Kent Williams, Batter's Box Founder: I'm not sure there's a problem if everyone's healthy. The ages and injury histories of Pudge, Ordonez and Guillen, not just Sheffield, make you wonder if that will be the case. From what I've seen of Sheffield's swing this spring, he'll hit 30 homers and drive in 100 runs, but the team may regress slightly.
Anthony Giacalone, Baseball Think Factory: I don't think so. I picked them to win 88-92 last year based on the idea that their hitters would stay healthy and that they pitchers would breakthrough. However, I find it difficult to believe that Guillen can stay healthy two seasons in a row. I would expect slippage from Pudge, Monroe, Casey and Maggs. Their bench is not terribly deep at all and they have basically zero hitters in the high minors. Sheffield should be fine for a 38-year old superstar, however, expecting more than a 130 OPS+ would be stretch. Also, they have decided to flout the old baseball maxim about stocking up on lefty swingers, thus they are terribly vulnerable to almost 70% of the pitchers in the league. We can't discount Leyland's tendencies to "play favorites" and to waste outs. I think that both of these will hurt this offense this year.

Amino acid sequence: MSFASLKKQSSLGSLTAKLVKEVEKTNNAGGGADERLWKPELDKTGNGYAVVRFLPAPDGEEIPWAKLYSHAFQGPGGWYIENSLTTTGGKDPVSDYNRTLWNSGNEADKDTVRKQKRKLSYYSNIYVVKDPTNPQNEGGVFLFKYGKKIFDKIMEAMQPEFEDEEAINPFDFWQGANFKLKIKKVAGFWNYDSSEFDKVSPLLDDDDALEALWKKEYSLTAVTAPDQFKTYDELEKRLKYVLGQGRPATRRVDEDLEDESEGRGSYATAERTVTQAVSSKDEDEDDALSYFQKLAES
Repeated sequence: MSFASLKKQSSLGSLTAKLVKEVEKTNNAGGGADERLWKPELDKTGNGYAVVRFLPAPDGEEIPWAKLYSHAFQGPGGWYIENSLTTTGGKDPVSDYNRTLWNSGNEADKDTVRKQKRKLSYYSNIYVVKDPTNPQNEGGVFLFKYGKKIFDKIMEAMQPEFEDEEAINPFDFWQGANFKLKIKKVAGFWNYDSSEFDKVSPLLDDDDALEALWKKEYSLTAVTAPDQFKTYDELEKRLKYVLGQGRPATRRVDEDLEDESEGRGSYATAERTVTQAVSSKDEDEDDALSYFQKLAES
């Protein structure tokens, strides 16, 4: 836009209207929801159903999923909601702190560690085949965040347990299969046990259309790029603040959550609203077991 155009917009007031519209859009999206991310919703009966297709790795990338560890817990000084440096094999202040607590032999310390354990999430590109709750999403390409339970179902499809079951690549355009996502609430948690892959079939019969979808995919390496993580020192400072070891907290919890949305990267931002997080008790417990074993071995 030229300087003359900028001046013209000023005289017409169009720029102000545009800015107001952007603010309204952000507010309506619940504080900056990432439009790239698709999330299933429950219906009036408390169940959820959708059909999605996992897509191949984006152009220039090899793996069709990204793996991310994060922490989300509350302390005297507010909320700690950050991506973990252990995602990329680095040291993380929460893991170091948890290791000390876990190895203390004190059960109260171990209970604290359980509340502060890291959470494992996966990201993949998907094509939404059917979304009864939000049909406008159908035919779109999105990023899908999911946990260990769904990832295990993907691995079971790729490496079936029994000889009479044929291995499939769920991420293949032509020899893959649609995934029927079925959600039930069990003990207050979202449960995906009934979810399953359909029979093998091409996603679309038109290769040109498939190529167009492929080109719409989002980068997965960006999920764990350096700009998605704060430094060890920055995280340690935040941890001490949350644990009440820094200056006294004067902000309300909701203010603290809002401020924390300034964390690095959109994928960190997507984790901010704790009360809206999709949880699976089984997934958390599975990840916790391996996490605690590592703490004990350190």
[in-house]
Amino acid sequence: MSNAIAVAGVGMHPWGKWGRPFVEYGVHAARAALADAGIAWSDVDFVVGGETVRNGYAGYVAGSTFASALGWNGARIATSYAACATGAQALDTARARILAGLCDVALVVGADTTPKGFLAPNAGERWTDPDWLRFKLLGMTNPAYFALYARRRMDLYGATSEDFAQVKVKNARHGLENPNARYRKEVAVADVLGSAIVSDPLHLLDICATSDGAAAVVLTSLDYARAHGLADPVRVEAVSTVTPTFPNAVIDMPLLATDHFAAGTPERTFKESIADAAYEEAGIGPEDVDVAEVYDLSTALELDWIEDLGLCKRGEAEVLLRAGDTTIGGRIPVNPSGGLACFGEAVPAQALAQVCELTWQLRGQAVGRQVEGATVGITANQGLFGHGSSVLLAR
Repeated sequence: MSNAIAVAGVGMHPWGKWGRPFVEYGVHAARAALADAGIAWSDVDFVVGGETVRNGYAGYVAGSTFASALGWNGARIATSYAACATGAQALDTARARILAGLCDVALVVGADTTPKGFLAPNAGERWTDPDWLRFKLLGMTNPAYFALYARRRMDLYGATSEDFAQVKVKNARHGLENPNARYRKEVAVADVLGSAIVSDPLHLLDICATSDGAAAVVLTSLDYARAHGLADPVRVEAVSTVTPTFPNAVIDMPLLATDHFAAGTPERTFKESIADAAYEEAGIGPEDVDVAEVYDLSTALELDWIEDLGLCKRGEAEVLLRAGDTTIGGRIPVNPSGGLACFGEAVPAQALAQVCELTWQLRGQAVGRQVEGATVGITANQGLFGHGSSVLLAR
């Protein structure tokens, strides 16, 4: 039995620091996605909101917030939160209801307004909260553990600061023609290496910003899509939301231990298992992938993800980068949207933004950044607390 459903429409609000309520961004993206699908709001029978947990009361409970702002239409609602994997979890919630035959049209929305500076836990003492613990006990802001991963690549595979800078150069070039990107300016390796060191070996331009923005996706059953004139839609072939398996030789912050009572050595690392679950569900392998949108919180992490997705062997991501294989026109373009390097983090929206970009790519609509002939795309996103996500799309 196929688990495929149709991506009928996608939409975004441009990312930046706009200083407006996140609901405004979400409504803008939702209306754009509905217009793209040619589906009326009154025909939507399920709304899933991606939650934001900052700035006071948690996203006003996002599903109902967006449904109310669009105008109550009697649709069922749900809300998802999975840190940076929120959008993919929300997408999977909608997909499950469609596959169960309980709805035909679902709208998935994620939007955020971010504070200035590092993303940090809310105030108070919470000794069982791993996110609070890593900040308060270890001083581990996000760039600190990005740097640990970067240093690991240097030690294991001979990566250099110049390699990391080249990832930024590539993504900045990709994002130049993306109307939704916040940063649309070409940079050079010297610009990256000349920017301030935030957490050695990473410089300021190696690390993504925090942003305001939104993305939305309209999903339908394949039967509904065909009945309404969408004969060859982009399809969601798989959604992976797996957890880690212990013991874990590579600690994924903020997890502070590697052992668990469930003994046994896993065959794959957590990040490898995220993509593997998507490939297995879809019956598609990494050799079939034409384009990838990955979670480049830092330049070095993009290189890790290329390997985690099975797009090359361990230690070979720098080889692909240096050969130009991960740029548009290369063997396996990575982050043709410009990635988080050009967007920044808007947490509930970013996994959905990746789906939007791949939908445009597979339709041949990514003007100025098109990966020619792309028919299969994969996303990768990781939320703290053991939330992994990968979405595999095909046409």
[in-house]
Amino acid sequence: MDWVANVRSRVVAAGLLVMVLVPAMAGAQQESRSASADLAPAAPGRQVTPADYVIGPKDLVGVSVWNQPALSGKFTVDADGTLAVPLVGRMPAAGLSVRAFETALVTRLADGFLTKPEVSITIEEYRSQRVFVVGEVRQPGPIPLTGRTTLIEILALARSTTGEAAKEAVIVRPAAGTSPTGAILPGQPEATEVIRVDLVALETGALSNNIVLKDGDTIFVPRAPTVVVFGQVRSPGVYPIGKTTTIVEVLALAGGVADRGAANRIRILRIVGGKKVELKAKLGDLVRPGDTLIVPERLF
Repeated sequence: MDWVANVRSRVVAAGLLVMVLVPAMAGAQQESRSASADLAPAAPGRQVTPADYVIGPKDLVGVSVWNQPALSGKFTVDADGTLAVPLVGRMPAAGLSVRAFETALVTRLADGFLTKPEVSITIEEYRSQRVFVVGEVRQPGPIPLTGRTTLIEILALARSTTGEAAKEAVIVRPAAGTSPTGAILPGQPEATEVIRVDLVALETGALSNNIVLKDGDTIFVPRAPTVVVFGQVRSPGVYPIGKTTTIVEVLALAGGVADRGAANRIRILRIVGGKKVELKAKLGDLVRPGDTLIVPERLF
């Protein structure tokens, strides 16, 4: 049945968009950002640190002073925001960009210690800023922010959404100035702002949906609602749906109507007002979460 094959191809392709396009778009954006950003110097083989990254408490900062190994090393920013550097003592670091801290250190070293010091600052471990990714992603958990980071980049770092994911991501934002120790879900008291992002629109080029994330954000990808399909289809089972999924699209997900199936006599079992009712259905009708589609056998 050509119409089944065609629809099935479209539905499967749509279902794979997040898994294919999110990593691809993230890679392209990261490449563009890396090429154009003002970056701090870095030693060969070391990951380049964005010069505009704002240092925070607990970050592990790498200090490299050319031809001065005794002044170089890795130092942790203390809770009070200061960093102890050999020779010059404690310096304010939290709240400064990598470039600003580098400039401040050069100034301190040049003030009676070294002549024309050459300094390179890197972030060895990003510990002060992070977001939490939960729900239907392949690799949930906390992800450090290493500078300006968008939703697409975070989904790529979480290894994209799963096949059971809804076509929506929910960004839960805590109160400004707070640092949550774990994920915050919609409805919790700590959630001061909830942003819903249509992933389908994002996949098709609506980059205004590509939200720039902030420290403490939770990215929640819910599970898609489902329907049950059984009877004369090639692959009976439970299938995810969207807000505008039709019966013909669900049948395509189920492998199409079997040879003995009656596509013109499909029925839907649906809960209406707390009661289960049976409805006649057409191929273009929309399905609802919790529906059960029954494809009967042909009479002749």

Greg Tamer, rogue baseball enthusiast: Heck no, especially given Liriano is out for the season, and the Tigers
smacked him around plenty in his 15 and 2/3 innings against them. They have no depth, and no one even remotely projected to hit .400/.500 in OBA/SLG. I suppose Guillen comes closest, but last year was most
likely his career year.
his level of decline. His ISO should have stabilized in the 200 range, but fell to 150. I would epect that to rebound, and knowing Leyland, probably at least to 200. That means I think his line will be 285/385/485.
Question 2. The Tigers have a tremendous pitching staff, dominated by youth (especially with Kenny Rogers on the early-season DL). The old saw, made popular by Bill James, is that "young pitchers will break your heart". Is the youth of the Tiger staff a blessing or a curse?